Project staff reported these results:

  • The researchers created a 30-page workbook, Eating Well and Exercising for a Healthier Harlem, that helps users:
    • Calculate their body mass and establish weight-loss goals.
    • Understand the importance of physical activity, establish a schedule of exercises and keep a daily pedometer record.
    • Understand healthful nutrition and keep a log of foods eaten.
    • Gain confidence in making lifestyle changes.
    • Work with the support system in the community.
    • Contact and work with a "buddy."
    • Sign a nutrition and exercise "contract" and make progress reports.
    • Stay positive.

Findings

Project staff reported these findings from the focus groups:

  • The focus groups identified four principal causes of obesity:
    • Genetic predisposition. ("Everyone in my family is big.")
    • Aging. ("I used to be very thin, but after age 40 I started gaining weight.")
    • Eating habits developed during childhood that are difficult to break. ("I grew up in the household of a minister, so food was a part of our culture.")
    • Food insecurity. ("I grew up hungry, my family was on welfare. When I go to the grocery, I buy in abundance. The more I get for my money, the better. I push food on my kids; no one in my house will ever be hungry.")
  • The focus groups were split on their understanding of "physical activity" versus "exercise":
    • Some participants felt that daily physical activity had little to no benefit in weight loss and that only "exercise" (i.e., aerobics, weight training) would lead to weight loss. ("During exercise you exert more energy than you would say doing housework, where you can stop and sit down. With exercise you put all that energy out at that one particular moment.")
    • Other participants felt that physical activity is similar to exercise with the same benefits. ("When I clean the house I am reaching, mopping, climbing on things; that's the same as exercising.")
  • The focus groups identified four main components of a healthy diet:
    • Portion size. ("I think also that we need to cut down on the portions we eat.")
    • Food preparation. ("Boil or broil your chicken, not fried; don't eat fried foods.")
    • Types of food. ("Eat vegetables, fruit and fish; those things are not fattening.")
    • Timing of eating. ("Eating and then going to sleep is a bad thing; that's why so many of us are blowing up.")
  • The focus groups identified four barriers to healthy nutrition and physical activity:
    • Costs. ("Healthy food costs more. Just like when I take the kids out, we are not buying a salad, which is four dollars, while the 99 cent menu is full of fattening stuff. Being poor, you can't spend a lot of money on all this healthy stuff.")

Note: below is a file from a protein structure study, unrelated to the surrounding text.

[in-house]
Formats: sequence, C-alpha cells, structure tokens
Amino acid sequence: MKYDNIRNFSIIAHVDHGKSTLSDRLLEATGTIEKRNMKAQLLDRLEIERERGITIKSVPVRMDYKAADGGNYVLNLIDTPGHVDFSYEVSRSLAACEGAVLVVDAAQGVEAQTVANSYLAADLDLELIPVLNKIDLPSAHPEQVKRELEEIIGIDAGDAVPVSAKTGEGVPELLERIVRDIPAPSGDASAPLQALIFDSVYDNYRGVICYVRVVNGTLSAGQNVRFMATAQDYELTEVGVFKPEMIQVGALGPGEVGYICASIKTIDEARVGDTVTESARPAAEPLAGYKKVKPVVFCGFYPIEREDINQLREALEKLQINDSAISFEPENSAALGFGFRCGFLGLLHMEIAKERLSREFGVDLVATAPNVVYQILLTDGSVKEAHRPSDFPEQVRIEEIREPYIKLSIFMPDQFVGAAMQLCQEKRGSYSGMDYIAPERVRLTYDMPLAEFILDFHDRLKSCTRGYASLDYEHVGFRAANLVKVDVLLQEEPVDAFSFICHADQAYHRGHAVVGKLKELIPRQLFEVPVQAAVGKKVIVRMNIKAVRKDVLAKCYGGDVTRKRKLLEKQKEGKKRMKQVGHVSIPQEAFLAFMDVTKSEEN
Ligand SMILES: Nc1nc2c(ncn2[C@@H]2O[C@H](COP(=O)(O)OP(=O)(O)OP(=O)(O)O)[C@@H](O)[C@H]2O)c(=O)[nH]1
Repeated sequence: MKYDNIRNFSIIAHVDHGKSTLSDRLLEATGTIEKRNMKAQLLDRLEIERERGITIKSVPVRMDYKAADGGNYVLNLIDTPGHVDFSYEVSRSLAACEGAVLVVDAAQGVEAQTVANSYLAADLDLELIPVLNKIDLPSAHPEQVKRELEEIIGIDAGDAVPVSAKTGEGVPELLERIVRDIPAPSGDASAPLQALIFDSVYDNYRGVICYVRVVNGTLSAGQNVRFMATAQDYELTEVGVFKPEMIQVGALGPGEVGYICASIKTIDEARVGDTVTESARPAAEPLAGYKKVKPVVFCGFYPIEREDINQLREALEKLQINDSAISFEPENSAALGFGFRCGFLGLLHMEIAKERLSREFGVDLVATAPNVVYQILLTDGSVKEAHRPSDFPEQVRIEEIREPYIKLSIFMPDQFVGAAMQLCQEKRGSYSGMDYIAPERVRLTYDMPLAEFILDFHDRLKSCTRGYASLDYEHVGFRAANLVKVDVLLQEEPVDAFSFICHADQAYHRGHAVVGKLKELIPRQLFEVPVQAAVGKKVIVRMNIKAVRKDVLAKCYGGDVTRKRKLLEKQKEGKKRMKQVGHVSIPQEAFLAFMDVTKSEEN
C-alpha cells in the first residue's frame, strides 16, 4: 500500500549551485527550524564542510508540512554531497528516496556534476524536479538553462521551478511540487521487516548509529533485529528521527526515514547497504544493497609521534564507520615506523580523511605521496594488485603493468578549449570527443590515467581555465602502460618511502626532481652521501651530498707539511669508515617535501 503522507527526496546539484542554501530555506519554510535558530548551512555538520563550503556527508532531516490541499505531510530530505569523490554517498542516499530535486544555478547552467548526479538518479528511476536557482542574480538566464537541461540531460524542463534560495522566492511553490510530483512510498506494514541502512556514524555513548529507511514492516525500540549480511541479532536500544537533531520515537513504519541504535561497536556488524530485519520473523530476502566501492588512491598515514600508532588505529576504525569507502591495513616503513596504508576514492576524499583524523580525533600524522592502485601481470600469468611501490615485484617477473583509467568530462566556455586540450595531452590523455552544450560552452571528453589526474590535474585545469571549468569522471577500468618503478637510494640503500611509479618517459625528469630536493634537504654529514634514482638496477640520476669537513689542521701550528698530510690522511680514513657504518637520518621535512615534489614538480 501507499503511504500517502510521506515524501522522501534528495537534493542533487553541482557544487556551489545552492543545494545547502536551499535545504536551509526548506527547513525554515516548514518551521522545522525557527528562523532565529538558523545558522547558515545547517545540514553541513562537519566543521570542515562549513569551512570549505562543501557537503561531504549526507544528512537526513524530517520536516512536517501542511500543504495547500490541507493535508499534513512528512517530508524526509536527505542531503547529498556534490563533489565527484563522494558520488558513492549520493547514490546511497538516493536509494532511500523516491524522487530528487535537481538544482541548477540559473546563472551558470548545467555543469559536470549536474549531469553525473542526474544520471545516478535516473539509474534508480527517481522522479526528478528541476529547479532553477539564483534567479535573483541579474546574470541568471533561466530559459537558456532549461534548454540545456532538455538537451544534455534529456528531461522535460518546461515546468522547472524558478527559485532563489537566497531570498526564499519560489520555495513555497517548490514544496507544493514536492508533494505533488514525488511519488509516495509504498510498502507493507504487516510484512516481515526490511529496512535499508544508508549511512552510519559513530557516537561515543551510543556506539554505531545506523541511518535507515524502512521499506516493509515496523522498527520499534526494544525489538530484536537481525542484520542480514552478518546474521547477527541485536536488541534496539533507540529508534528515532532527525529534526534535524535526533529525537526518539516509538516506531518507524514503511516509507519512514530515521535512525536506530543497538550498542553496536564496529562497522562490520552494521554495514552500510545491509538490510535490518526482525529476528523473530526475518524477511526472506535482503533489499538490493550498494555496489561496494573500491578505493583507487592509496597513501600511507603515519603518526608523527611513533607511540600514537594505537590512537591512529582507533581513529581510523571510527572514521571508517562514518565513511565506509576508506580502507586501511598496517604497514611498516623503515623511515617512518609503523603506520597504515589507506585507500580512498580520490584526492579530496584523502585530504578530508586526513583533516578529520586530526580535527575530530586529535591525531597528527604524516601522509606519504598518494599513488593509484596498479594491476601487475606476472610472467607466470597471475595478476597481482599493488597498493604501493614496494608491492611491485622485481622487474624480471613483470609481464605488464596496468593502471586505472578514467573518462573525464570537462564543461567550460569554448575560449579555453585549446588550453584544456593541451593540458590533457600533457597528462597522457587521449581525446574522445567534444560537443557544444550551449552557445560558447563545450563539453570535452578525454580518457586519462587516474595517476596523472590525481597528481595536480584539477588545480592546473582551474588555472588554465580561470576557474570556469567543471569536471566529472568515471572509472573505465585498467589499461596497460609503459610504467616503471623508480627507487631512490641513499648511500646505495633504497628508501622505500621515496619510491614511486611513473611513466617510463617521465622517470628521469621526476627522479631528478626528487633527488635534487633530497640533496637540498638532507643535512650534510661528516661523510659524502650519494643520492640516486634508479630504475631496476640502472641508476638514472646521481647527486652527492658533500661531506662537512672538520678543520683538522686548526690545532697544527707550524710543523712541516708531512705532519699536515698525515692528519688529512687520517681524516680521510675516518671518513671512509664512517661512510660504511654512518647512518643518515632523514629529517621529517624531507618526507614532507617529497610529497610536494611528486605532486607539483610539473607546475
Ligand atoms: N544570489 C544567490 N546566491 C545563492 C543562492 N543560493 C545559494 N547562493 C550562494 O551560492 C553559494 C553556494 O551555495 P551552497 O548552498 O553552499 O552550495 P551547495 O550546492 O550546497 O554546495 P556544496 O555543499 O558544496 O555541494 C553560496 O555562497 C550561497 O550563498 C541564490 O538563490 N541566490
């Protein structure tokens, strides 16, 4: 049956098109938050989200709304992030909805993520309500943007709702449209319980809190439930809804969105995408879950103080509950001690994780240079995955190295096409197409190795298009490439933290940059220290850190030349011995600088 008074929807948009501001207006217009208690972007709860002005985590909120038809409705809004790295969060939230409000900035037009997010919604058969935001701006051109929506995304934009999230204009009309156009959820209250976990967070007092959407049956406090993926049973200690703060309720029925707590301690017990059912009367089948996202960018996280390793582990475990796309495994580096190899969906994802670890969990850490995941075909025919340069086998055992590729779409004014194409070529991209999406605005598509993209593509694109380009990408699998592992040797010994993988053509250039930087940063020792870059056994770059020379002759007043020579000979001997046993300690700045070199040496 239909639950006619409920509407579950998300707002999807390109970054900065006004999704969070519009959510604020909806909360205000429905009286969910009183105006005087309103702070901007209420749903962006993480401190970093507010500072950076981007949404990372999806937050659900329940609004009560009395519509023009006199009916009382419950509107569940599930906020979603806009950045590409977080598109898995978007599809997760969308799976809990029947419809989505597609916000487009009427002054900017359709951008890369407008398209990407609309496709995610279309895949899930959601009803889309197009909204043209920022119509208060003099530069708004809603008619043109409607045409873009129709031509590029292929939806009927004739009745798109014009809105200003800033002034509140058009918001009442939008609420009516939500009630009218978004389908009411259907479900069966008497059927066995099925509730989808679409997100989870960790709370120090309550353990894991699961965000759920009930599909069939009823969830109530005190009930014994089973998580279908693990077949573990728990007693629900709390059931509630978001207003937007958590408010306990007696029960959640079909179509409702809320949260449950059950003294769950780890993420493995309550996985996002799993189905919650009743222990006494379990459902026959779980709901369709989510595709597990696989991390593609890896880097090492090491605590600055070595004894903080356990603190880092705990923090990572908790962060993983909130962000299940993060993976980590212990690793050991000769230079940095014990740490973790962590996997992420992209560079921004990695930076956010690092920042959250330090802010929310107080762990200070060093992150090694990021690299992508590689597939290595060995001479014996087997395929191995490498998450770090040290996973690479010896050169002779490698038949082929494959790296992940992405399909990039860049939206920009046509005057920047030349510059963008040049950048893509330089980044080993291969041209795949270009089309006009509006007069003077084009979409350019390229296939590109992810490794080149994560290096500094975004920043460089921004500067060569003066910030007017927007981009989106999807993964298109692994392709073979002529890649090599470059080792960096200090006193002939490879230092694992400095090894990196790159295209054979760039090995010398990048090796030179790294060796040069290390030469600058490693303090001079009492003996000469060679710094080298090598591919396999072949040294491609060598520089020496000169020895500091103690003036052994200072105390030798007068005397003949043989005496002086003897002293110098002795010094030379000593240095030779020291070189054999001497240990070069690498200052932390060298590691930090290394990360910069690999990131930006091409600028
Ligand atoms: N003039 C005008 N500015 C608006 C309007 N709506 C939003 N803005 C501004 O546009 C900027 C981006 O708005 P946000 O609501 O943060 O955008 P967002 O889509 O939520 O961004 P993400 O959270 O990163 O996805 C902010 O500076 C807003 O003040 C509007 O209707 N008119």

• Lack of accessibility to healthy food options. ("In my country [Mexico] we are used to harvesting fruit and vegetables. You come to this country and the only thing to eat here is pizza, fried food and McDonald's.")
    • Lack of willpower. ("I do not have the willpower to follow a diet. Willpower is what a person needs to put all the effort to avoid eating food that is bad for you.")
    • Time constraints. ("The main problem for many of us who work and come home tired, you do not feel like exercising. We have to work more hours to earn more money to be able to afford rent, for everything.")
  • The researchers found that data collected on the weight of focus group participants came close to what participants thought their weight was.

 Back to the Table of Contents


LESSONS LEARNED

  1. Focus groups are an excellent source of information for developing a community-based program. While this process increases the time needed to move a project forward, it also enhances its chances of success. (Project Director)

 Back to the Table of Contents


AFTER THE GRANT

Phillips-Caesar, the project director, presented study findings at "The Ecology of Obesity" conference hosted by the College of Human Ecology at Cornell University, June 6–7, 2006. She also has prepared a manuscript about the project to be submitted to a peer-reviewed journal.

To help develop the large-scale intervention, Phillips-Caesar used the workbook to train 15 women age 50 and over in East Harlem to be teachers of others regarding nutrition and physical activity.

The 12 training sessions were held in a recreation center in Harlem between March and September 2006. The Cornell Institute for Translational Research in the Aging (CITRA), for research regarding people age 50 and older, funded the training sessions.

In the large-scale intervention, the teachers trained in the pilot will partner with overweight mothers who are enrolled in Women, Infants and Children, a federally funded supplemental nutrition program for low-income women and children, to teach them to improve their nutrition and physical activity.

 Back to the Table of Contents


GRANT DETAILS & CONTACT INFORMATION

Project

Identifying Determinants of Nutrition and Physical Activity Among Overweight Minority Women

Grantee

Weill Medical College of Cornell University (New York,  NY)

  • Amount: $ 25,000
    Dates: February 2005 to February 2006
    ID#:  052726

Contact

Erica G. Phillips-Caesar, M.D., M.S.
(212) 746-1607
erp2001@med.cornell.edu

 Back to the Table of Contents


BIBLIOGRAPHY

(Current as of date of this report; as provided by grantee organization; not verified by RWJF; items not available from RWJF.)

Reports

Phillips EG, "Eating Well and Exercising for a Healthier Harlem," New York: Center for Complimentary and Integrative Medicine, Joan and Sanford I. Weill Medical College of Cornell University, 2005.

 Back to the Table of Contents


Report prepared by: Carl A. Taylor
Reviewed by: Kelsey Menehan
Reviewed by: Molly McKaughan
Program Officer: Jeane Ann Grisso